Tuesday, 14 November 2006
Owen Powell – 14th November 2006
After our jaunt round Alex's part of London, we thought that for our next afternoon on the project we should try my end of town. I live, and have lived for five years, in Limehouse. Or, rather, I live in a part of London that has as its nearest railway station a station called Limehouse. I have a feeling that the advent of the underground system (and, more appropriately, the Docklands Light Railway) has caused whole areas of London to be subsumed under the name of their closest station. Looking at old maps of my area, I find that I actually live in Stepney, or even Ratcliffe, names that mean very little to anyone any more, surviving only in the odd street name. Limehouse itself is incredibly fashionable and posh, taking in the marina with its yachts and the riverside pubs and converted wharf apartments of Narrow Street. There are two world famous British actors living less than ten minutes walk from my front door, both of them spied on recent trips for a pint of milk and loaf of bread. But they live in Limehouse (proper). I live in Ratcliffe.
I didn't fancy showing Alex around Ratcliffe, so we headed to another nearby posh area, Wapping. Wapping is now known as the London headquarters of News Corporation, where the Sun and the Times are printed, and also has a Pizza Express where my friend Sally once sang jazz for an evening. (See, New York? You haven't got a monopoly on cool!) I wasn't really sure who we might find on a wet Tuesday afternoon, so we stuck to our tried and tested method of enquiring in shops.
A newsagents and a fish and chip restaurant were both staffed by smiling Bangladeshi men, who suggested that if we were looking for Bangladeshi men, we'd have a good day, but that other nationalities might be harder to come by. The baker was English, but said that some of his customers were from various European countries. A mini-cab office looked very promising, and also very very scary. Ushered into the back room by the boss, we stumbled across four men reading newspapers, playing cards and watching television. We needn't have been worried. As we haltingly explained the project, they broke out into beaming smiles and seemed keen to take part. All, however, were from India, and our meeting with Dhanji had already ticked that particular country off our list. "Come back tonight!" they said, as we left. "All the drivers tonight are from Somalia!" I told Alex I'd go back in the evening. (I didn't.)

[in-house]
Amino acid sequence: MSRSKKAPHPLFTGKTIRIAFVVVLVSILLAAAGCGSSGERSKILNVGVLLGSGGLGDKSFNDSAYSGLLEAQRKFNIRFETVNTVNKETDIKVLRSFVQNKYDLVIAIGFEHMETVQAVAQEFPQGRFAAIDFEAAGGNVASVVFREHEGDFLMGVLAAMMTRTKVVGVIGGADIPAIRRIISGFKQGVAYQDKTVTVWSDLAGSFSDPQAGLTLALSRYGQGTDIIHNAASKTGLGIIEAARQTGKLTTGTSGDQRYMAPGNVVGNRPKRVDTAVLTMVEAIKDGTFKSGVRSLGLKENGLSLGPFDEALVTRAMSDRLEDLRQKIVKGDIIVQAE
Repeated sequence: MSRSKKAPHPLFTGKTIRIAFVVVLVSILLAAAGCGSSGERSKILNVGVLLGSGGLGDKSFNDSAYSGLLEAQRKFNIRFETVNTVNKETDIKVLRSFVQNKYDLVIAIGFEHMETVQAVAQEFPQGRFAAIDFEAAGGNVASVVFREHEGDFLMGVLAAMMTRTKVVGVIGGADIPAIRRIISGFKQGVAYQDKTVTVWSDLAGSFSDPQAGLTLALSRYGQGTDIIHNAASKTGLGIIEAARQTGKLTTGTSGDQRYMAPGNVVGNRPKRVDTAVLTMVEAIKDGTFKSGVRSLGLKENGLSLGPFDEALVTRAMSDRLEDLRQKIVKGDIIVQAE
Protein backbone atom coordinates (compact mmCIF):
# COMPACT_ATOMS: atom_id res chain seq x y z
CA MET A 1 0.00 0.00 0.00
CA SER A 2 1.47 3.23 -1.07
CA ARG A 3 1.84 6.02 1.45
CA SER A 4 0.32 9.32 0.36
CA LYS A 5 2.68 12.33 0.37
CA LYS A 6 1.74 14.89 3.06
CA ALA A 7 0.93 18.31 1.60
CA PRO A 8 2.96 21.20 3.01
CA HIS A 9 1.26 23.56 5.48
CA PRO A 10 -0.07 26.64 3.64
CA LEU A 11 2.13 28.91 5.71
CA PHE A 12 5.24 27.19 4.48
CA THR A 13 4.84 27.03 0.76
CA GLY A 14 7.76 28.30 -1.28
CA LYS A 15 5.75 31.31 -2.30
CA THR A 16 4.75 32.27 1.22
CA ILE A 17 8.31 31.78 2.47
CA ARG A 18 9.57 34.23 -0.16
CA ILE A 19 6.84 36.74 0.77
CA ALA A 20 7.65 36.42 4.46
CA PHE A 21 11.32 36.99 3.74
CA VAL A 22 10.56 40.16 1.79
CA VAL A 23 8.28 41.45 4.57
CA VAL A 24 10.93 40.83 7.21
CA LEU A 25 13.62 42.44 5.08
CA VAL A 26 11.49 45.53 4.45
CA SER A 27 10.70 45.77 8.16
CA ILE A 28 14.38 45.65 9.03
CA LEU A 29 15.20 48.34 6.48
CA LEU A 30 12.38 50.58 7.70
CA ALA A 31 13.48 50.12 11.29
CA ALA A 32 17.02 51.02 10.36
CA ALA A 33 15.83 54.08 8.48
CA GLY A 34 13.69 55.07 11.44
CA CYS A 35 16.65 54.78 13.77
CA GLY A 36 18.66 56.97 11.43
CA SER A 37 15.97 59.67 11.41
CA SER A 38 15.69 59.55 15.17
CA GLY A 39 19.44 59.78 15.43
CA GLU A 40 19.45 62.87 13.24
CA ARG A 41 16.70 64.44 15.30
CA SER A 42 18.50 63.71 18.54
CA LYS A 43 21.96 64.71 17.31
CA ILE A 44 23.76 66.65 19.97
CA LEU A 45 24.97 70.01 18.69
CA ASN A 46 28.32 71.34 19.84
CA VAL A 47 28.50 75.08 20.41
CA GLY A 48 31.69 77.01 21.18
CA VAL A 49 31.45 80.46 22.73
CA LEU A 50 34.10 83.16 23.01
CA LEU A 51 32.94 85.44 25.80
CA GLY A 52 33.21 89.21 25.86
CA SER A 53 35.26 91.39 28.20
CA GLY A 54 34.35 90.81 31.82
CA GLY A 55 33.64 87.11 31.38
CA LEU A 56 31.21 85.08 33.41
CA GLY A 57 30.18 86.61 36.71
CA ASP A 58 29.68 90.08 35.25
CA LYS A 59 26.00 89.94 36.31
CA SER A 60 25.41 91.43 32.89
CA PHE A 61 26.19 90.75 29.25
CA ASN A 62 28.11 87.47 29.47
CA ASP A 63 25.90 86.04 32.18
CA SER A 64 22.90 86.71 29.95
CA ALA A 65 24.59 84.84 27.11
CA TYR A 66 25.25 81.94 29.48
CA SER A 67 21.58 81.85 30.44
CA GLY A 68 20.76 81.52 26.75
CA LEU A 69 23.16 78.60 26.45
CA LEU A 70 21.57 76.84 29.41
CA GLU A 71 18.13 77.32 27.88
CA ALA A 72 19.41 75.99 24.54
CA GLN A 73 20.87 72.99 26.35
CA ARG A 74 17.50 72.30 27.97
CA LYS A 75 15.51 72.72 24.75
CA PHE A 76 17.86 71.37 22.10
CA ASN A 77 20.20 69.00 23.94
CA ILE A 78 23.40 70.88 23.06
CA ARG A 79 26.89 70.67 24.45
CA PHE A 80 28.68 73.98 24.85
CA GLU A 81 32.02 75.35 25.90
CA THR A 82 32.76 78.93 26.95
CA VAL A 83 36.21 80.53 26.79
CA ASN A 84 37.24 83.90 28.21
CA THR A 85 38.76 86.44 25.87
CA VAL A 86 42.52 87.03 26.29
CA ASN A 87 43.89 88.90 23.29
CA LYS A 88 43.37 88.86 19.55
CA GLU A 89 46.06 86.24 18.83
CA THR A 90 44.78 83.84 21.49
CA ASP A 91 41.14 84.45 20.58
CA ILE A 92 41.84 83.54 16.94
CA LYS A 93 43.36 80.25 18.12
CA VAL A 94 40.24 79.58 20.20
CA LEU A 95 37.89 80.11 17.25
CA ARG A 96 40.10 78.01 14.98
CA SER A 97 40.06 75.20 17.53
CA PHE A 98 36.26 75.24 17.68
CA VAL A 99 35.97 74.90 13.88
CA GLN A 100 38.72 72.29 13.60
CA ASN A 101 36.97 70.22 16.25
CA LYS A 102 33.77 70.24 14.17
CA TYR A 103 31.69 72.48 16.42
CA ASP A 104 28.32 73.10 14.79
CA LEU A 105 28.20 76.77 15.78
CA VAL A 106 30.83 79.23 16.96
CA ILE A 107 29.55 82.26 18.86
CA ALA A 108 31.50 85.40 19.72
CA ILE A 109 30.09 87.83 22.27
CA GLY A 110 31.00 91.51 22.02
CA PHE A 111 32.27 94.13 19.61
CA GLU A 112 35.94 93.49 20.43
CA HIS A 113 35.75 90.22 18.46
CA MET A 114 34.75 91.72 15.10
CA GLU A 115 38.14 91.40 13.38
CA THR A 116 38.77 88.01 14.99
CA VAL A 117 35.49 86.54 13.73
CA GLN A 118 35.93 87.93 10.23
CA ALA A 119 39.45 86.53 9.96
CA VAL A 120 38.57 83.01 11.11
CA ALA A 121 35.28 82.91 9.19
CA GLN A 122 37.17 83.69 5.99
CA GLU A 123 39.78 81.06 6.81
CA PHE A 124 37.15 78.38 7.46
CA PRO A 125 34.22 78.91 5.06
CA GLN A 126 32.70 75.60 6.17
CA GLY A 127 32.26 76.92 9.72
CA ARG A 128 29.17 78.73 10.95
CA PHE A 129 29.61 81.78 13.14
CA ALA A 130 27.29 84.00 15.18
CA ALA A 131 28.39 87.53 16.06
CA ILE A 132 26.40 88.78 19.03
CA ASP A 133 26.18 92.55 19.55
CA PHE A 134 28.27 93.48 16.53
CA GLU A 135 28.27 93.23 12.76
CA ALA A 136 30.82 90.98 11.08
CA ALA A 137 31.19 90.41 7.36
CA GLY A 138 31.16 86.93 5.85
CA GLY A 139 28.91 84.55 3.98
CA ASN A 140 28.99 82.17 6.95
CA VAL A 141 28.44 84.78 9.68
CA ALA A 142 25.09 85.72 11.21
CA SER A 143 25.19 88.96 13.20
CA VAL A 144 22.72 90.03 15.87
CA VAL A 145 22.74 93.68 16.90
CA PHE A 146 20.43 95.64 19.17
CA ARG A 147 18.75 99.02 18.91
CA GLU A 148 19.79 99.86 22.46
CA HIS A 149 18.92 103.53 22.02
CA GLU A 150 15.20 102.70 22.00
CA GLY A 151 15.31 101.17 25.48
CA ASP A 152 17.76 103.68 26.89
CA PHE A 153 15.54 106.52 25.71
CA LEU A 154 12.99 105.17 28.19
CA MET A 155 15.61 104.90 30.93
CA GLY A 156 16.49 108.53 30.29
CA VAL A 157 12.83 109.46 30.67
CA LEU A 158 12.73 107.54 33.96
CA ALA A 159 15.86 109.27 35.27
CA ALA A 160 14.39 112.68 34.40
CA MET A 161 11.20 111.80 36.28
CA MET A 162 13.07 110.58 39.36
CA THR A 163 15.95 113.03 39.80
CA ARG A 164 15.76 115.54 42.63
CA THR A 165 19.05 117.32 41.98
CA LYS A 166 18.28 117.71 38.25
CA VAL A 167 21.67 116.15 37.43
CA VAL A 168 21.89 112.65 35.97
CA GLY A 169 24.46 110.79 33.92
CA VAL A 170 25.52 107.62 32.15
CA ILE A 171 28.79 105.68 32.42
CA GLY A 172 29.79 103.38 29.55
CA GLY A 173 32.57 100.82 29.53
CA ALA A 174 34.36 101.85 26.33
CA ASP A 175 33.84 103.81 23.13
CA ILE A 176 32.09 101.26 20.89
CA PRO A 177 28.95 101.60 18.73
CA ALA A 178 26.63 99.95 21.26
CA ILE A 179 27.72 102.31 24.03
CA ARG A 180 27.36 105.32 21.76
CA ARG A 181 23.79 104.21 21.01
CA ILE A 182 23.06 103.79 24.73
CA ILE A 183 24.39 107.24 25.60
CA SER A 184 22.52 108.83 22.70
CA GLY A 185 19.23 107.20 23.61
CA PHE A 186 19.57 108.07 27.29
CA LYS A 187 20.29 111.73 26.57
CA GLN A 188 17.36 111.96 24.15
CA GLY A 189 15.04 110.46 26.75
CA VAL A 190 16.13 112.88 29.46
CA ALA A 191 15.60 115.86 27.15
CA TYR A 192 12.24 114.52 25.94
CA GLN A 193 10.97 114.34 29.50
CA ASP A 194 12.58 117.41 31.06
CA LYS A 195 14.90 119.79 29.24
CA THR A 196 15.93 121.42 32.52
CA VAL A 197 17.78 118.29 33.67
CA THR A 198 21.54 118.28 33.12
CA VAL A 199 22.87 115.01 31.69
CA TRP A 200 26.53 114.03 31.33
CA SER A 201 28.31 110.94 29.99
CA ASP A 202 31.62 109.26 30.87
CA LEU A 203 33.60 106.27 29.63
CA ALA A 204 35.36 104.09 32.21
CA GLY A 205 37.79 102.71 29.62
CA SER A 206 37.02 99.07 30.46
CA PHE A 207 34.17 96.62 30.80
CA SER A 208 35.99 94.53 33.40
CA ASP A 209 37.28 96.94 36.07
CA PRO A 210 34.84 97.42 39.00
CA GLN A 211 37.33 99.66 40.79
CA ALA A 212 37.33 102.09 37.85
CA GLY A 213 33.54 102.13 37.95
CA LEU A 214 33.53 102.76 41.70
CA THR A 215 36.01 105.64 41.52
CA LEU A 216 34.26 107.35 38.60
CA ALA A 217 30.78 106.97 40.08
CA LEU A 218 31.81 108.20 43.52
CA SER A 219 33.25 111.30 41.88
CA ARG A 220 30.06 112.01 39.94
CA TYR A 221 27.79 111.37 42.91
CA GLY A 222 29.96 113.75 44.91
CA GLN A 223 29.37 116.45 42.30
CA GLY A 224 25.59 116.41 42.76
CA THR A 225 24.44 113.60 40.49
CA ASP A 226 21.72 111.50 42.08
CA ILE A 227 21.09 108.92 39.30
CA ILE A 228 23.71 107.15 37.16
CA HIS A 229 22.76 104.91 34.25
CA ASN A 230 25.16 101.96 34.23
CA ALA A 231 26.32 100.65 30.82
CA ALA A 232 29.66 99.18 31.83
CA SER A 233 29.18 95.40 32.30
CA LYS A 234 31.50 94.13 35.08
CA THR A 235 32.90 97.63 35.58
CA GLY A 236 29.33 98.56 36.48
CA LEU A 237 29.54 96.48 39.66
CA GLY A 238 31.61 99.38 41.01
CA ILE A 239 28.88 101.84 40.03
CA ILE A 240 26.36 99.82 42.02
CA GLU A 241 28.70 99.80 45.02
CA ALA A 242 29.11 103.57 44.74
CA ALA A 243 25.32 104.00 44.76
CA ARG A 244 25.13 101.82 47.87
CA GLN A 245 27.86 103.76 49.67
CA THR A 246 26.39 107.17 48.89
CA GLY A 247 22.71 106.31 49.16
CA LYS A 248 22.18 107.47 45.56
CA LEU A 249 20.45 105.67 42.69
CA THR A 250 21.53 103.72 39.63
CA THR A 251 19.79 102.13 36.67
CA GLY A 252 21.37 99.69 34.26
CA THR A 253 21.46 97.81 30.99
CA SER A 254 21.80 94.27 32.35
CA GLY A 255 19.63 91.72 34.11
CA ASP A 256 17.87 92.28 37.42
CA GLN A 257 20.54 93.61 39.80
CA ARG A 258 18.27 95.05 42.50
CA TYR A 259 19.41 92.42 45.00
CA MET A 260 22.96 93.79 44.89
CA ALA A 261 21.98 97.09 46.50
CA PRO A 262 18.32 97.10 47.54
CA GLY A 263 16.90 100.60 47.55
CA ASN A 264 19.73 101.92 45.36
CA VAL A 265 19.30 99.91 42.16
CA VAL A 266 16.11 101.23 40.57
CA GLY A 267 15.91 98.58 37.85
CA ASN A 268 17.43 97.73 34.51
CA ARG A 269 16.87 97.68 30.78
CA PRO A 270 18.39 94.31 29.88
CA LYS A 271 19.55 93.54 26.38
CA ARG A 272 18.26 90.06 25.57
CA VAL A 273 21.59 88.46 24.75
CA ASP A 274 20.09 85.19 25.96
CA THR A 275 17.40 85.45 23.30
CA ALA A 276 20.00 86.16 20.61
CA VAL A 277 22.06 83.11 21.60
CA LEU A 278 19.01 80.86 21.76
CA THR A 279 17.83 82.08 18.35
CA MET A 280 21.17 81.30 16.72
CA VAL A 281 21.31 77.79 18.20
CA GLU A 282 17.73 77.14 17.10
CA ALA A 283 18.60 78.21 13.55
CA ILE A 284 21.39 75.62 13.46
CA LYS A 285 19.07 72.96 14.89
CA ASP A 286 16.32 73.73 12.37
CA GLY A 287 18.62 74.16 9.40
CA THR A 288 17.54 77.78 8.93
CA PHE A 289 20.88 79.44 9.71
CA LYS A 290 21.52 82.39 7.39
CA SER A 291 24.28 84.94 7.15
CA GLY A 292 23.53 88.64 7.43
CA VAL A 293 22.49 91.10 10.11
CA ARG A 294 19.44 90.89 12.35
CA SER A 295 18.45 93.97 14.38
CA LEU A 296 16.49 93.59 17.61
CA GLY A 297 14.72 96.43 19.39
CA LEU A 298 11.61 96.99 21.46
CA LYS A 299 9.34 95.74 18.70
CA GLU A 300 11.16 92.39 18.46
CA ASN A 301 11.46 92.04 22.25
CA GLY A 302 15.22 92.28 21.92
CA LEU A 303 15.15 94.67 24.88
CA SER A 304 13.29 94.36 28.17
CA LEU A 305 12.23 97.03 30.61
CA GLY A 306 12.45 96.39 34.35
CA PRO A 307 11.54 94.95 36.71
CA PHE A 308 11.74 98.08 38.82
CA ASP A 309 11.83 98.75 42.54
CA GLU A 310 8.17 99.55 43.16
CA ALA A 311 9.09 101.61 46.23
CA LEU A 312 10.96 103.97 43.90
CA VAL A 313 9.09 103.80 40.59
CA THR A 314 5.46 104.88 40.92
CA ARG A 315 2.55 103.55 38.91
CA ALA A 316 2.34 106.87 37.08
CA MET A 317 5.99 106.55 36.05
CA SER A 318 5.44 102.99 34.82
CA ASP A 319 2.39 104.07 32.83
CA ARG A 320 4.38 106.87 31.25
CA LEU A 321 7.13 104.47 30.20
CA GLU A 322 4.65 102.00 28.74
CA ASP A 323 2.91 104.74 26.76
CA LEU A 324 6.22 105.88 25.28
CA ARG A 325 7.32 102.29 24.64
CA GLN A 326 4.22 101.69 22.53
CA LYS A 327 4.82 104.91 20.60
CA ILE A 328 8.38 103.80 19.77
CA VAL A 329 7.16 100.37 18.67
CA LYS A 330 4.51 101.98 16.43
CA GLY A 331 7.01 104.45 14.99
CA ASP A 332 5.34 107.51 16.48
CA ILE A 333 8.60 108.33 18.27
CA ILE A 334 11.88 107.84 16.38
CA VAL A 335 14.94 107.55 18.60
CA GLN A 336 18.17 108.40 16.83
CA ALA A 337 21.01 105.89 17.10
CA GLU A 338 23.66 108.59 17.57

Next, we tried our luck in the launderette. The lady who looked like she was running the place, moving swiftly about with an apron on, folding and stacking things, heard our introduction and nodded her head toward the older gentleman sitting in the corner reading the sports news. "He's the owner, speak to him." Another introduction, another baffled look turning into a welcoming smile, and Antonis was off. A Greek Cypriot of a young-looking 68 years, he had moved to London 46 years ago. Unlike most of the rest of the Greek Cypriot community, who he said were to be found up north in Green Lanes, Antonis had spent his London life near Docklands. He was now in semi-retirement after a very active working life in clothes manufacturing, and had invested in the launderette – cleaning garments now, not making them. Some of his family, his mother and brother included, were still in Cyprus and he visited them occasionally. It seemed that they had never visited him. Antonis looked a bit sad at this point, so I asked what I thought was a great question to change the subject. "You've been in London since you were 22," I began, "When you got to 44, did you stop and think, hang on, I've now lived in London for half my life?" Antonis looked at me like I'd just poured soup into one of his washing machines. I turned to look at Alex for help. He had a face on. But it was a good question!
After repeating the question, and another pause, and some more prompting, Antonis declared that he had never thought about it, as he was far too busy at the time. A good answer to a good question. My journalistic instincts spent, we backed out of the launderette and left Antonis to his paper. The washing machines whirred on.